In 2018, while attending the Virginia-Maryland College of Veterinary Medicine, I created BlackDVM Network for Black vets to connect with people who looked like me. I did this because I felt like I was going into a profession I didn’t really belong in. BlackDVM Network has grown into a member community of 130+ Black professionals, with the vision of empowering Black veterinarians, technicians, assistants, and students. We offer community, webinars, discounts, and resources to our members who are true thought-leaders in the veterinary industry and are ready to make a difference. Our mission is to develop successful professionals who can inspire others from diverse backgrounds. As a profession that is more than 90% White and less than 2% Black, we hope to change the “norm” and show pet owners as well as aspiring veterinarians that (even if it’s a small number) there are veterinary professionals they can relate to.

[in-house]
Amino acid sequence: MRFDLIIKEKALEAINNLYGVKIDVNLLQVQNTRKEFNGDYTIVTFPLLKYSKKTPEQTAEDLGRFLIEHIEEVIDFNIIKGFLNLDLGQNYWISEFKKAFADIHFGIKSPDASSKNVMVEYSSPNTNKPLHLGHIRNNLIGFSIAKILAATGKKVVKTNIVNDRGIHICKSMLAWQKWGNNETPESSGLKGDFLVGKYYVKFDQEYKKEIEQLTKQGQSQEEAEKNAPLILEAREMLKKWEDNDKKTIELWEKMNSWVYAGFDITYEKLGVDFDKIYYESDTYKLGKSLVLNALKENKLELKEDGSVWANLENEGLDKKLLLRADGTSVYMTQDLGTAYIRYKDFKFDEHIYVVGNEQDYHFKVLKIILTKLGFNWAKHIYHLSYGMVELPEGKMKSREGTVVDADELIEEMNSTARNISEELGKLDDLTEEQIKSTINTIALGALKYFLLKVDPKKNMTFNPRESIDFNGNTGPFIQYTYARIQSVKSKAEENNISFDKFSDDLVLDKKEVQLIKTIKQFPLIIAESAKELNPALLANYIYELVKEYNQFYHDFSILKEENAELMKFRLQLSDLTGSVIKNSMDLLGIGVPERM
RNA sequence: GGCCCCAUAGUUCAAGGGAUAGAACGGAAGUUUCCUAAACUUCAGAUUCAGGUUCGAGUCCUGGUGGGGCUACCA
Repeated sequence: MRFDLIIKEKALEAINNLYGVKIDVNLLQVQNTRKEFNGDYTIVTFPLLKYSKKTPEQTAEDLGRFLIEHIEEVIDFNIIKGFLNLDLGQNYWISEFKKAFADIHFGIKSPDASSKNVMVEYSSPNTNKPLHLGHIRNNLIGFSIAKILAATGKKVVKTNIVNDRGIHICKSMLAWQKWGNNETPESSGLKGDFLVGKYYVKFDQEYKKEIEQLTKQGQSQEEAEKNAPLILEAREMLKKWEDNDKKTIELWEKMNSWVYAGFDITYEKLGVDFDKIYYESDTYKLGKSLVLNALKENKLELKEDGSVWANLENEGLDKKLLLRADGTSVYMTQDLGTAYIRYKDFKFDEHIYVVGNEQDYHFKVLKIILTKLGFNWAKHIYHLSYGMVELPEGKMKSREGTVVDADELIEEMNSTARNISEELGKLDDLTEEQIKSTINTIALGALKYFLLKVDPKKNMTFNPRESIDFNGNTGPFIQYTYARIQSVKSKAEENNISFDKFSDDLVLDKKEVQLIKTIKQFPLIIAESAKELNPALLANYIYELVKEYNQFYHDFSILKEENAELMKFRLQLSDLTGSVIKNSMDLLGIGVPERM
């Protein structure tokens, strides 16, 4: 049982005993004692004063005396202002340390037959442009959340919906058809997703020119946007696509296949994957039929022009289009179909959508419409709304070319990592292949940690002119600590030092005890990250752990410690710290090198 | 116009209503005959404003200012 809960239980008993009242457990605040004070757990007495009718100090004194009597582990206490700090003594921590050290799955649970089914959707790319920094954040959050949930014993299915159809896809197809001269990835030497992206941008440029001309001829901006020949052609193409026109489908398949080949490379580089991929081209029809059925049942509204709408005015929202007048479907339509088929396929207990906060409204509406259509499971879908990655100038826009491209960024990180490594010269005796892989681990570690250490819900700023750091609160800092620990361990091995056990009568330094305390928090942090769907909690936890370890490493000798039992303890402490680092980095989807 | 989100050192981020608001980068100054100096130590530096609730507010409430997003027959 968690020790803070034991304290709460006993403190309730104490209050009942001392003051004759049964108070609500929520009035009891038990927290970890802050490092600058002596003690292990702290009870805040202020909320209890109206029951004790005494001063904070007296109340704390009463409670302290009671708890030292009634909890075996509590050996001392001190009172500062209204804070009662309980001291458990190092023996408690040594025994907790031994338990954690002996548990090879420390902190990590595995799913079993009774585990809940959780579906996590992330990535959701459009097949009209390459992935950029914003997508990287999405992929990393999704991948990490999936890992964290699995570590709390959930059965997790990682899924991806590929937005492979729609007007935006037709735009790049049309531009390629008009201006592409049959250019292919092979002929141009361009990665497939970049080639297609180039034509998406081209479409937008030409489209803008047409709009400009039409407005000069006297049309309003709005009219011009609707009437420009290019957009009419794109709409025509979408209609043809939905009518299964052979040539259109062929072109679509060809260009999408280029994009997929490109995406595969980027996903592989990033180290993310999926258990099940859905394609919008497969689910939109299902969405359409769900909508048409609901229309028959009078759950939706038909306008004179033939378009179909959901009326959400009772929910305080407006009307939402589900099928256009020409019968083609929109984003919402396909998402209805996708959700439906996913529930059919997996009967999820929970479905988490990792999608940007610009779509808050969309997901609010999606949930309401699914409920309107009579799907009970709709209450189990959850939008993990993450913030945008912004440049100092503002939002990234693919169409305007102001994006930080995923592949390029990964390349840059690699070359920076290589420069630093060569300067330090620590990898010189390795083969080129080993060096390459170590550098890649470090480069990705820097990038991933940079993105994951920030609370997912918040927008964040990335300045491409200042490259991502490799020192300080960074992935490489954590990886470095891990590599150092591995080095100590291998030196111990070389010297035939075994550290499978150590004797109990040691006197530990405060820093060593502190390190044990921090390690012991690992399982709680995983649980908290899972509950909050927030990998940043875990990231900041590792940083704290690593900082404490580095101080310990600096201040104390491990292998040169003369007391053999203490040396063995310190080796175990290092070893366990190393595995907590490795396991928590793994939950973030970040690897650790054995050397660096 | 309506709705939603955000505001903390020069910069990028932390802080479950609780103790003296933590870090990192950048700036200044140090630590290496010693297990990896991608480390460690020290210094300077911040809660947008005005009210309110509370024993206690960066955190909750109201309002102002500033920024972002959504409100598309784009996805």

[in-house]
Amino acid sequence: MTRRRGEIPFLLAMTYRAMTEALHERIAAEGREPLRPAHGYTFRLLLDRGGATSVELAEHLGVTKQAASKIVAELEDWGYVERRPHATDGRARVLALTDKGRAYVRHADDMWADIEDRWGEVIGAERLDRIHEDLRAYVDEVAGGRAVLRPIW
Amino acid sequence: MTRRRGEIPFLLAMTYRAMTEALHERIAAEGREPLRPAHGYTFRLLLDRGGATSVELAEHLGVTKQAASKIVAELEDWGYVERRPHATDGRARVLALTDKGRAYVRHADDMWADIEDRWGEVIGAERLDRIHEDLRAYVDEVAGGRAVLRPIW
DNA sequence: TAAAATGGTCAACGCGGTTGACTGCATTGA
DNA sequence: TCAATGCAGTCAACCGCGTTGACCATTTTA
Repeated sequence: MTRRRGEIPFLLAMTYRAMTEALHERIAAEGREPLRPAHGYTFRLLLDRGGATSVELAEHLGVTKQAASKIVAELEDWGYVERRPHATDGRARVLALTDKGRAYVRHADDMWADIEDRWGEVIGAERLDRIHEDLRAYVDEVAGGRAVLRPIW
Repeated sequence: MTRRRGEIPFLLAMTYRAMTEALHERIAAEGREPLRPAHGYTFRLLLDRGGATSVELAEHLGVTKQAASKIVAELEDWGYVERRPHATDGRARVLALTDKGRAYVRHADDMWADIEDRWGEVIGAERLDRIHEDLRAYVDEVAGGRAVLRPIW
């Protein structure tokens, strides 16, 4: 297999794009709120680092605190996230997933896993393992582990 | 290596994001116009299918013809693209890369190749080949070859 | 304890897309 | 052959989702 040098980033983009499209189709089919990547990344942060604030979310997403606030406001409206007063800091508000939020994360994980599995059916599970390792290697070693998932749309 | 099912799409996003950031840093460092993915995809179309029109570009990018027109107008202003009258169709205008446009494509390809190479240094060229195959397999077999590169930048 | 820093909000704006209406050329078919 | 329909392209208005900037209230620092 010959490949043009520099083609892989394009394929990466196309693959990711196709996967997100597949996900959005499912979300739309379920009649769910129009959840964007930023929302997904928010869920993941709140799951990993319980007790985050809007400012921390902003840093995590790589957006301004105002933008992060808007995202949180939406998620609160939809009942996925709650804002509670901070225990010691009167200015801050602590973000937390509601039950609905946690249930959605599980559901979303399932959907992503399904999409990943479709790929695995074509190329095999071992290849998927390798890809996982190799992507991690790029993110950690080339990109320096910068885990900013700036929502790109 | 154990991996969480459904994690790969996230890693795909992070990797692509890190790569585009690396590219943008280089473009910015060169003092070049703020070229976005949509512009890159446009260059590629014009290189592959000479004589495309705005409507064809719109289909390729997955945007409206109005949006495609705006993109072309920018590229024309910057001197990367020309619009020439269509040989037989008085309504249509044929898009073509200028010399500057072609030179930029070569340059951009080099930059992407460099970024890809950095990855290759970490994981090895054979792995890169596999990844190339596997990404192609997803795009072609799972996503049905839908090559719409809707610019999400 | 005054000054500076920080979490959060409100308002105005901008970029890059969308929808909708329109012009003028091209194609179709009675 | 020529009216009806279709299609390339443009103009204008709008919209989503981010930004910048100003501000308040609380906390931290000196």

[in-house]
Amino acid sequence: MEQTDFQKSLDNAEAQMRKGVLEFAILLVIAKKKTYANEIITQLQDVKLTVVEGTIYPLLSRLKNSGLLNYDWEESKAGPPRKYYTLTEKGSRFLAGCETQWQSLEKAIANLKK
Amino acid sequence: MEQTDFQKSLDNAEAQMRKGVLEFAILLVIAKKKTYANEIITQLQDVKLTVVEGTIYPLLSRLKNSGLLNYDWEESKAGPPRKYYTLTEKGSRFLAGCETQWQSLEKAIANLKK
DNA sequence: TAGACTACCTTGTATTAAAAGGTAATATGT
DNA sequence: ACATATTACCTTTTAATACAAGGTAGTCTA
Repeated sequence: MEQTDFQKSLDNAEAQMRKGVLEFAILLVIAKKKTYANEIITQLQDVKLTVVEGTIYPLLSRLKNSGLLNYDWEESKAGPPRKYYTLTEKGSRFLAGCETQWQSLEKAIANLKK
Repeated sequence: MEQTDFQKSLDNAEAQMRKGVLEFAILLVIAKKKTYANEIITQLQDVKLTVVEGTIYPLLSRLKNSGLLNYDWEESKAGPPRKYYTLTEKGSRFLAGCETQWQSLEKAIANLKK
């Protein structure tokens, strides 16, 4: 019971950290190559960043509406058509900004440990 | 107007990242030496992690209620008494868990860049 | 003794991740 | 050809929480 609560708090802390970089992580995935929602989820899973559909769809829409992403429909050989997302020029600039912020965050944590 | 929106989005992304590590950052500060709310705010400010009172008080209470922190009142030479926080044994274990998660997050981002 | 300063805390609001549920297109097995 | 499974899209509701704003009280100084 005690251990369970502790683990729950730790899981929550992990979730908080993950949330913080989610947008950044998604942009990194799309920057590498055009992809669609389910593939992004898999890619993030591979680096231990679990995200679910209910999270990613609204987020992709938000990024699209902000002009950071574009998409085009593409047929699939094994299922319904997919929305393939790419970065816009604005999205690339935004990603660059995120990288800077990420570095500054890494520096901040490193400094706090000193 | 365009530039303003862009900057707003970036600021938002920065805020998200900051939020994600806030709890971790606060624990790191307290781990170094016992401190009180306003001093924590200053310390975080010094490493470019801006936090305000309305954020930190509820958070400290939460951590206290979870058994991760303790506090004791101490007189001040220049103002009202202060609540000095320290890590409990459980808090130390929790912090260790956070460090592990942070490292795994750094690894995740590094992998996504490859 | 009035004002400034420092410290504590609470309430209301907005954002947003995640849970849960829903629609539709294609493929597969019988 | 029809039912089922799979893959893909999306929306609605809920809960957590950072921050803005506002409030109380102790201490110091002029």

child playing pretend vet with stuffy

You hold multiple licenses. What was the motivation behind this and how was your journey in achieving this?